4. Accident Murderers featuring Rick Ross
The organ & choral background vocals set a churchy feel for this track that finds Nas meditating on beef & murders in the streets, and Rick Ross delivering a relatively off-topic-yet-strong verse, much like he did on Kanye’s “Devil in a New Dress”. Not only does this song present the only rapping feature on the album, it also includes the only real hook from Nas himself. Mixed with the beat, those two things make this track stand out from most of the others in a positive way
Switching straight from two tracks about death & murders, Nas transitions right into one about a life he brought into this planet. A now separated parent, Nas struggles with the task of raising a daughter, especially in the Internet age and especially with the reputation he has. Kaye Fox’s background vocals over No I.D.’s beat accentuate Nas’s rhymes perfectly on this one, giving us a touching piece.
6. Reach Out featuring Mary J. Blige
Blige’s always powerful vocals flow seamlessly over this instrumental straight from the boom-bap era. Nas’s commentary on his lifestyle also fit nicely, and we learn that though his life is good, it still bears problems. This combination produced another good track.
7. World’s An Addiction featuring Anthony Hamilton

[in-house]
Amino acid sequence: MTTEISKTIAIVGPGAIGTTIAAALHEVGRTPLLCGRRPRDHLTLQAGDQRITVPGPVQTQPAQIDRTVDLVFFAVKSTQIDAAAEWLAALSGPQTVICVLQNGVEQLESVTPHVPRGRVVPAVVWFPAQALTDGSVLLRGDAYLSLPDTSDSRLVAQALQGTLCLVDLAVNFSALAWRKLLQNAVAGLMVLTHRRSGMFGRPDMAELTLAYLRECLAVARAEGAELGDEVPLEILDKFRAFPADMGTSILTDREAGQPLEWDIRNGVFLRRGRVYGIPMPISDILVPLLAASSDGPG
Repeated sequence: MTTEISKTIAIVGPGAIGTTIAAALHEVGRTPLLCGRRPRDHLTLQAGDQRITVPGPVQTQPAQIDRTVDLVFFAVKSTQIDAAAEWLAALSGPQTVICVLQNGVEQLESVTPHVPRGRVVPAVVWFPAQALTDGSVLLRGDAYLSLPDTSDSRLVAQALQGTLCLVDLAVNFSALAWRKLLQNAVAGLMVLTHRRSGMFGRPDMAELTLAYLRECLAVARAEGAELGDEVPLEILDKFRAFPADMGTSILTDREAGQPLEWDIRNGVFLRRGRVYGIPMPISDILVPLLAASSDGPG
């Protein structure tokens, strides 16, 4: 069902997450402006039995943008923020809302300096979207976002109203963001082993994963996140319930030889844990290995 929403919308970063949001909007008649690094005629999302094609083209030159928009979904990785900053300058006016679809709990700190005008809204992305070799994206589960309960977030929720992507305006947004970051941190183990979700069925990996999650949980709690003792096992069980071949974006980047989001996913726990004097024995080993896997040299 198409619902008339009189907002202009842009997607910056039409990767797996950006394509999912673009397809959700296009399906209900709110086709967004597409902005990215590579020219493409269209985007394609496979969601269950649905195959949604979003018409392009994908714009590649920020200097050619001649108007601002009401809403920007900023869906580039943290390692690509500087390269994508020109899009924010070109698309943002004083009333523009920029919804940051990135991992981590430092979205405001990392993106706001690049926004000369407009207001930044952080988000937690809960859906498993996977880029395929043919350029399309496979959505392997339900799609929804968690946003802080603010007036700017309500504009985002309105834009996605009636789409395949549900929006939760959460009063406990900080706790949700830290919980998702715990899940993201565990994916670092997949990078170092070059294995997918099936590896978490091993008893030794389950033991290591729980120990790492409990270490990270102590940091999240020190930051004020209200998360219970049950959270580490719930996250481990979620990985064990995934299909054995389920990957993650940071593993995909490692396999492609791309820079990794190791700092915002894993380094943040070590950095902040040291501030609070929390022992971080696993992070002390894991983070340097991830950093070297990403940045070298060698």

Nas explores the vice of people from himself, to a pastor addicted to bestiality porn, to a doctor planning to kill his ex-wife. This song is filled with a powerful string section & Anthony Hamilton’s assistance deepens the dark mood. Nas builds upon this, executing perfectly. Everything works together magnificently here in what is certainly one of my favorite cuts from the album.
8. Summer On Smash featuring Swizz Beats & Miguel
This seems to be an attempt at making a radio single, judging by the presence of Swizz & Miguel to create the hook. Although it may work as that, this is probably my least favorite song from the album. We only get 24 bars total from Nas, all about girls in the summer, and there seems to be something off about Miguel’s vocals here. This is one of the few dim spots on the album, yet it’s still at least a decent song